I have a special guest today!
Just in time for Thanksgiving, a super fun and surprising recipe by my friend Dolores. She brings us a vibrant cranberry sauce with a subtle kick, a traditional non traditional and festive sauce that every Thanksgiving table needs. A little perk me up when things can go bland, and when you don’t want that plastic bottle of Sriracha in the middle of the table among the floral arrangements and goards.
I’ve known Dolores for a really long time, we both grew up in Chino, California and have now both long moved from this suburban town.
For the past couple of years Dolores has been traveling through Oaxaca learning the regional cuisine and after some studying in Mexico for her masters thesis, she spent her off time taking cooking classes and getting more in depth with her rich Mexican heritage and her family’s cooking. Easy to say, she has one of those stories that involves a life long passion for cuisine, traditional flavors, cooking which she has now converted into a website Lola’s Cocina.
I am super proud of her and want to give space for her here on my blog, she is absolutely one of the nicest individual who you could ever meet. Not to mention she is also beautiful, and super down to earth. Go visit her colorful cooking site Lola’s Cocina.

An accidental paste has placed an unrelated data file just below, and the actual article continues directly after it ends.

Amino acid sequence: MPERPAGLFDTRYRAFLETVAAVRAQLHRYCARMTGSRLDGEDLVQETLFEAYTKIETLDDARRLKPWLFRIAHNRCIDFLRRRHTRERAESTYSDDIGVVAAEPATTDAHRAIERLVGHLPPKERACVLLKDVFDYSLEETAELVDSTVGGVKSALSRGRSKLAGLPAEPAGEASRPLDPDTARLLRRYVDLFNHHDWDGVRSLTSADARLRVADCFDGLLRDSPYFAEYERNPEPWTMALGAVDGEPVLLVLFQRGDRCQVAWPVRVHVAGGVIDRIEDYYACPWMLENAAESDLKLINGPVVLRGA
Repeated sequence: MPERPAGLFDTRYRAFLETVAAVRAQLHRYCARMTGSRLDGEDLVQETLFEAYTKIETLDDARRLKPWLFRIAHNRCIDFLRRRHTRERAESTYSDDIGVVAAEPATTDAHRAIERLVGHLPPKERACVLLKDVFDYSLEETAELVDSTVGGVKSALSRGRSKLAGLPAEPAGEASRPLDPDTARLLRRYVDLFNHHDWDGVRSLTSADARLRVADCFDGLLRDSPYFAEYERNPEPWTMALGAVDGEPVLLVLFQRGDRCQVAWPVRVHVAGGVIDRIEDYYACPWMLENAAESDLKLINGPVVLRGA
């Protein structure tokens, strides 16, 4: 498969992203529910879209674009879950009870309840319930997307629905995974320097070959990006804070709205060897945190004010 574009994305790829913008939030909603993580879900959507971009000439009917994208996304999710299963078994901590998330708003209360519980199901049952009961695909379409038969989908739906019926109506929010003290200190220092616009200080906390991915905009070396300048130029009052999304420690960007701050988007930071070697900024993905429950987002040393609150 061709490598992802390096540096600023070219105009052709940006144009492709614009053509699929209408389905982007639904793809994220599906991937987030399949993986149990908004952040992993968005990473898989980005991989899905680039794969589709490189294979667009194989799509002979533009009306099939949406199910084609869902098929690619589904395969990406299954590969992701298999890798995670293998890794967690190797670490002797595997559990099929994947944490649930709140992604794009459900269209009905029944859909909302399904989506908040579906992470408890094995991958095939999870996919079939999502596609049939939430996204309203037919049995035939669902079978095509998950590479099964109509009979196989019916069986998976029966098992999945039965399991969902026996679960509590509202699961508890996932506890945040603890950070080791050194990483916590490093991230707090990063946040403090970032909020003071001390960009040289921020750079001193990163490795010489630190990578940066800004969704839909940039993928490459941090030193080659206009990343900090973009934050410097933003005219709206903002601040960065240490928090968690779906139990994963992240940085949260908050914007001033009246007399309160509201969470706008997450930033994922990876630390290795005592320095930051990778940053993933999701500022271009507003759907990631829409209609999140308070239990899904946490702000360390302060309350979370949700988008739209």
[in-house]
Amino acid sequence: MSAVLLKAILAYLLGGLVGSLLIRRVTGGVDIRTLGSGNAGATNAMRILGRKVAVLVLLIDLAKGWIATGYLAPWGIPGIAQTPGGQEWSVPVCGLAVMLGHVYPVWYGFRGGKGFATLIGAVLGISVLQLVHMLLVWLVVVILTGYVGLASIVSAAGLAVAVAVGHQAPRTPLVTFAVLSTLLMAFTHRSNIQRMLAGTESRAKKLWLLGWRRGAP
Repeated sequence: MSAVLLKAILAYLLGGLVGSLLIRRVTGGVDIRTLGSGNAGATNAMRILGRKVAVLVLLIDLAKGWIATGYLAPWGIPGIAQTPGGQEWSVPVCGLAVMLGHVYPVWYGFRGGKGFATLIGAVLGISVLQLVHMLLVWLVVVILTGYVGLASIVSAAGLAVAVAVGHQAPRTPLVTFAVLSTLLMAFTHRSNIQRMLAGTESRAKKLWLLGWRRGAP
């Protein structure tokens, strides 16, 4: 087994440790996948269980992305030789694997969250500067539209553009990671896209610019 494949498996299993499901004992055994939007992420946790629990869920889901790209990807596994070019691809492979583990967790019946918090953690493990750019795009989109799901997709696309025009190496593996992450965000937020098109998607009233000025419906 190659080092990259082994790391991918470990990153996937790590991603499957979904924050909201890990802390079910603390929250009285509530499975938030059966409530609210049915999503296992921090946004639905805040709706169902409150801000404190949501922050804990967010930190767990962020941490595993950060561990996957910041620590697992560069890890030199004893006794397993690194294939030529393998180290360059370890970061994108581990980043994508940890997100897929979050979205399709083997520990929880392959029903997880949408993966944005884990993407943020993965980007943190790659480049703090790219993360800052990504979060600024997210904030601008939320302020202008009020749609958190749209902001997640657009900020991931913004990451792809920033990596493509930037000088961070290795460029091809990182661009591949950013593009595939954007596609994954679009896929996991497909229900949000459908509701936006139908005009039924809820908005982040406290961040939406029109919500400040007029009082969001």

Please visit Lola’s Cocina and try her other recipes! Thanks Dolores for the pictures and your enthusiasm. Congrats!
1 ½ cup water
1 cup sugar
4 cups fresh cranberries
10-15 dry japones chile peppers
½ lemon juiced
¼ teaspoon salt
Authors Note: Dry japones chile peppers can be found in the Hispanic section of most supermarkets. They may also be substituted with dry chile de árbol. I used 10 chiles for this recipe and the spiciness was very subtle once the sauce cooled.